As a customer experience consultant, I find myself working with leaders across the globe and across business sectors on some very familiar themes; needs fulfillment, customer effort reduction, surprise and delight, etc.
One of those bedrock issues in daily consulting includes “responsiveness.” From my worldview, responsiveness is a make or break differentiator in all business arenas including retail, banking, online sales, air travel, and automotive.
Often responsiveness is cast as simply a swift reaction to an inbound request from a consumer but there is more to it than speed. Responsiveness carries with it the need to provide a relevant and effective reaction.
24 Minutes from Tesla
Let’s take a recent example from Tesla Motors to illustrate the key elements of responsiveness. At 8:47 p.m. on August 18th, Paul Franks from Bamford, Alabama tweeted the following to Tesla’s CEO Elon Musk:
@elonmusk can you guys program the car once in park to move back the seat and raise the steering wheel? Steering wheel is wearing.
A mere 24 minutes later Elon Musk tweeted a response to Paul which read:
Good point. We will add that to all cars in one of the upcoming software releases.
Unquestionably, Elon Musk’s reaction could be characterized as cutting-edge responsiveness from a swiftness perspective, but it is the nature of the response that is equally noteworthy. Elon could have responded in half the time and been less “responsive.”
Imagine instead of Elon’s actual response arriving in 24 minutes he instead crafted a tweet which arrived 12 minutes from Paul’s original message. That tweet could have read:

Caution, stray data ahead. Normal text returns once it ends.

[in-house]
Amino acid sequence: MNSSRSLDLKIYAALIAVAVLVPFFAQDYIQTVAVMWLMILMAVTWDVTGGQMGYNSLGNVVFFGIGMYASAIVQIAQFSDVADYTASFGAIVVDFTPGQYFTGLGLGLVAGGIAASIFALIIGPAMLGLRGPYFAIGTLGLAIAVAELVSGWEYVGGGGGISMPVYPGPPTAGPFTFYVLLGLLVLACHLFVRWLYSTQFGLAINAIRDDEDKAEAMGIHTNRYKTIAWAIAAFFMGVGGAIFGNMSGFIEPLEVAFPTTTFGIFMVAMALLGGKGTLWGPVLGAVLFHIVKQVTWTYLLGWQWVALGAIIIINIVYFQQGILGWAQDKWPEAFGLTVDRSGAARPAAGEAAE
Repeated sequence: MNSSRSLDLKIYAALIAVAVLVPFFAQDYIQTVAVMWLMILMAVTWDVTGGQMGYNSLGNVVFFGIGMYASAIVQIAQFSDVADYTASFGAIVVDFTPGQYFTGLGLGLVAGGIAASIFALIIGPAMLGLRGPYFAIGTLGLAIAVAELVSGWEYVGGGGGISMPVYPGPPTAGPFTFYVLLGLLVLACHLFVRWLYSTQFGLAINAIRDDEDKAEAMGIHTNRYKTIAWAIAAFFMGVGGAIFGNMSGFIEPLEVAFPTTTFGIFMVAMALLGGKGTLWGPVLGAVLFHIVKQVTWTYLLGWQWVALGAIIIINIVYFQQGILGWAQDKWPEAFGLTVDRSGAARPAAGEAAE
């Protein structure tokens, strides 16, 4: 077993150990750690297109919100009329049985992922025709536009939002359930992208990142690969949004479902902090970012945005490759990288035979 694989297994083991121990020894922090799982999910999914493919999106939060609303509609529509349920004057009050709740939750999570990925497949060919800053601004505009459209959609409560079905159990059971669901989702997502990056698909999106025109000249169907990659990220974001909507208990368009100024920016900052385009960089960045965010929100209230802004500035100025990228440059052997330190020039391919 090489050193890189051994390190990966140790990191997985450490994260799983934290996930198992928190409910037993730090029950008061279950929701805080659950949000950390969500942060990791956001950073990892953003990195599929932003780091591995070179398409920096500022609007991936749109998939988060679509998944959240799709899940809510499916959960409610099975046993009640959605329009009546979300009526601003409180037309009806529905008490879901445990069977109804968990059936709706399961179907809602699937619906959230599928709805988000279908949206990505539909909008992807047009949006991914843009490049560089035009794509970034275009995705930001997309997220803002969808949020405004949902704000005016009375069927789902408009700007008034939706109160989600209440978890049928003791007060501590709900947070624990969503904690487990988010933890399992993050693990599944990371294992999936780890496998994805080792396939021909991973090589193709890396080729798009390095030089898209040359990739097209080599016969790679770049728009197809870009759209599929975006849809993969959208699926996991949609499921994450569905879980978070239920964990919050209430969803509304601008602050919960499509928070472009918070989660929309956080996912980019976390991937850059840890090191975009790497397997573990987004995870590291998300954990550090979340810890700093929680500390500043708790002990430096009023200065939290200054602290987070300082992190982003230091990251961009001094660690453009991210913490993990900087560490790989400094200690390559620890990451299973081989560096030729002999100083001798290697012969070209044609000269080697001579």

Paul everyone has ideas on how to make products better. Get a programming degree, make the fix, and send it over.
The hypothetical tweet would have been faster, defensive, unaccommodating, and “less responsive.”
Ultimately the test of Tesla’s responsiveness will come if/when the automatic steering wheel/seat adjustment is “added to all cars in one of the upcoming software releases.” It is easy to utter a swift and accommodating response after a customer offers input. But it is quite another thing to see that promise into fruition.
Writing for Electreck, Jameson Dow, suggests that Tesla uses its smaller size to be nimble in executing customer responsive solutions:
One of the things Tesla is able to do, as a smaller company, is to make changes a lot more quickly than larger companies can. It also helps that Tesla’s cars are capable of over-the-air updates, so if a feature is missed, it can be added later in a software update. Most manufacturers would add these as part of a new model year, in order to entice owners to upgrade their cars, but since the cost of the upgrade is so minor to Tesla, there’s no reason not to push the software out to every owner. This keeps customers happy and keeps them evangelizing the brand, resulting in high customer satisfaction numbers.
Tesla not only holds strong satisfaction numbers, as referenced by Jameson but more importantly it drives enviable loyalty among its existing customers. In the 2016 list of Car Brands, Consumer Reports ranked Tesla first among customers who said they would buy from the same manufacturer again. Not only was Tesla ranked #1 in this Consumer Reports survey but they substantially outdistanced all competitors. Here are the results for the top 6:
|Rank||Brand||Would Buy Again|
What About You?
Whether you are a massive service organization like the American Red Cross, an individual brand like an attorney in private practice, a mom-and-pop restaurant, or a retail behemoth like Amazon; responsiveness matters. To be known as responsive, we can all take a page from Tesla:
1. Be Swift
2. Be Accommodating
3. Be Relevant
4. Be Active (delivering on all promises)
If you consistently deliver on those four ways of being you will “be” two of the most important things of all – rare and long-lasting!